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Summer camp will teach high school students Chinese and astronomy

Dr. Donna Governor, assistant professor of teacher education; Dr. Yunjuan He, associate professor of Chinese; and Dr. Gregory Feiden, assistant professor of astronomy, are teaming up for the UNG STARTALK Chinese and Astronomy Summer Academy set for July 7-20 on UNG's Dahlonega Campus.

Faculty members in three colleges at the University of North Georgia (UNG) are collaborating on a two-week residential summer camp, set for July 7-20 on UNG's Dahlonega Campus, to teach 24 high school students astronomy and the Chinese language.

An $80,538 STARTALK grant from the National Security Agency (NSA) administered by the National Foreign Language Center (NFLC) at the University of Maryland is making the rare combination of instruction possible. Faculty members in the College of Arts and Letters, the College of Science and Mathematics, and the College of Education are putting together the event.

The application deadline has been extended to May 1.

Dr. Yunjuan He, associate professor of Chinese at UNG, is the principal investigator on the grant for the UNG STARTALK Chinese and Astronomy Summer Academy. She said Stanford University and the University of Washington are the only two other STARTALK academies pairing science, technology, engineering, and math (STEM) topics with languages.

"This is a very innovative approach to have the STEM theme embedded with language teaching," He said. "It's an interesting idea to have students learning both concepts."

The associate professor hopes to hire four UNG students who are studying Chinese as camp counselors.

The residential camp targets students who will be ninth- through 12th-graders in fall 2019 who have no prior knowledge of the Chinese language. Students from Dawson, Forsyth, Hall, Lumpkin and White counties, which have limited resources for Chinese language learning, can attend the camp.  The recruitment efforts will focus on minority and/or low-income high school youth in rural areas.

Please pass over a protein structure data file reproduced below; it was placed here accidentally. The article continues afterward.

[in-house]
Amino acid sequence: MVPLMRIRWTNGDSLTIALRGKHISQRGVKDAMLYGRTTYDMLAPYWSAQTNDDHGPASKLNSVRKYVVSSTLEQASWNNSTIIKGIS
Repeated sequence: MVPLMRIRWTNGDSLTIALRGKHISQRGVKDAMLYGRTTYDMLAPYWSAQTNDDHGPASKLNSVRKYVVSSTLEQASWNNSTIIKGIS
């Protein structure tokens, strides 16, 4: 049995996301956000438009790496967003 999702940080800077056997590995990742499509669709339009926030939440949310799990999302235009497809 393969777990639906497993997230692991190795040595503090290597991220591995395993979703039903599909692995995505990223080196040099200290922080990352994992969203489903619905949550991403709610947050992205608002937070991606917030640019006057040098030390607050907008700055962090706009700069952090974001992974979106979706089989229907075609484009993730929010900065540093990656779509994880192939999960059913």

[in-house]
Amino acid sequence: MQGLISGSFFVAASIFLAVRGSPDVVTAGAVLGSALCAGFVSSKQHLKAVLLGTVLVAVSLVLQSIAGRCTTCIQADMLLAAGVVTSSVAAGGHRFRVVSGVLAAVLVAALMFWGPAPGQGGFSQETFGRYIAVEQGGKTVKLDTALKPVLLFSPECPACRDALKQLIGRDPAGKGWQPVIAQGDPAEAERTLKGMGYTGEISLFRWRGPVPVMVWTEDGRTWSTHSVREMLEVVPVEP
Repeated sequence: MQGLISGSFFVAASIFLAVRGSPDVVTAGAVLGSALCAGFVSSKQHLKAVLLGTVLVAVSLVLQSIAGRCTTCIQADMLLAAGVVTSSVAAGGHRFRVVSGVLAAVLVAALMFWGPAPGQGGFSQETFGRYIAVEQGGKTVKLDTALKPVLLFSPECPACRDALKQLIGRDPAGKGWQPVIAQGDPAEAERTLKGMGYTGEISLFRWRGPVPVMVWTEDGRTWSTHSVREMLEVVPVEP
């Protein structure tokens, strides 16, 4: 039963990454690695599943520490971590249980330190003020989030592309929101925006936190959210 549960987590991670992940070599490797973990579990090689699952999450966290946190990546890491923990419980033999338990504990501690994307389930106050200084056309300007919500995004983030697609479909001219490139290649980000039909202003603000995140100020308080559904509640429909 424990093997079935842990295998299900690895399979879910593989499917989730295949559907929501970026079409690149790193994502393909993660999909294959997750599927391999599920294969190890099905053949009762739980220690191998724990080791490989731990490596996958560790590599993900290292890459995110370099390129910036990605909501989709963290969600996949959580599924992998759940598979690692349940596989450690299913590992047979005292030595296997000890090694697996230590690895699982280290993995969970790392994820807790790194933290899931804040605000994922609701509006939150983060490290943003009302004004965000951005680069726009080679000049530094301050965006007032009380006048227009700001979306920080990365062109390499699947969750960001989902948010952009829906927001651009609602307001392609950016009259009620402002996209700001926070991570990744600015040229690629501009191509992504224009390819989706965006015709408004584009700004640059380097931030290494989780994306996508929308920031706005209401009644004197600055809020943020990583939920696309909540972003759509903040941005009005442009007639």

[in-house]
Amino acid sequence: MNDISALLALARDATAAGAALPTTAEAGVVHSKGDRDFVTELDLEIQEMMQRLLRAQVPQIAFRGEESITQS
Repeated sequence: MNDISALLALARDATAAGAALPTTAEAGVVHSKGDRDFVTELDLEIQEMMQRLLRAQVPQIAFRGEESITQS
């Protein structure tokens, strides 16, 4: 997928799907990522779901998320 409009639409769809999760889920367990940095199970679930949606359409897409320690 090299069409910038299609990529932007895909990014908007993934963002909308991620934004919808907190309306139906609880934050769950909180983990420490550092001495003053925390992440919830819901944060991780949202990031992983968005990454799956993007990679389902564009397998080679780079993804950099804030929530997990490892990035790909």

The content will focus on teaching literacy of Chinese myths about the night sky and the Chinese language to introduce basic knowledge of astronomy. It will be integrated with topics of astronomy selected from the Georgia Performance Standards.

Dr. D. Brian Mann, head of UNG's Department of Modern and Classical Languages, said the camp will open students' eyes to the value of learning a critical language. Critical languages are non-Western-European languages viewed by the U.S. government as critical to national security.

"It shows them that there is a way to use this language to do anything they want," Mann said. "They see the utility of learning the language and learning it to a very high level."

STARTALK's mission is to increase the number of U.S. citizens learning, speaking and teaching critical languages, with programs for teachers and students from kindergarten through college, according to its website.

"We have such a shortage of speakers of those critical languages," Mann said.

Heading into the camp, He expects students to reach a novice mid or high level on the American Council on the Teaching of Foreign Languages' Oral Proficiency Interview scale.

Dr. Donna Governor, assistant professor of teacher education, will develop a curriculum of astronomy classes and activities for the summer camp, with He translating it into Chinese. Governor previously asked He to translate her remarks for a STEM demonstration Governor was making on a trip to Shanghai, China. When He was applying for the STARTALK grant, she reached back out to Governor, who jumped at the chance to collaborate.

"This is so up my alley," Governor said. "I love cultural astronomy and mythology. Those are the stories of science."

In a world where different subjects usually stay in their separate areas, Dr. Gregory Feiden, assistant professor of astronomy, said UNG's STARTALK camp is refreshing.

"It's something that I feel like we need to do more of is start to find the links between these different subject areas to provide students a more authentic experience in terms of what the real world is like," Feiden said.

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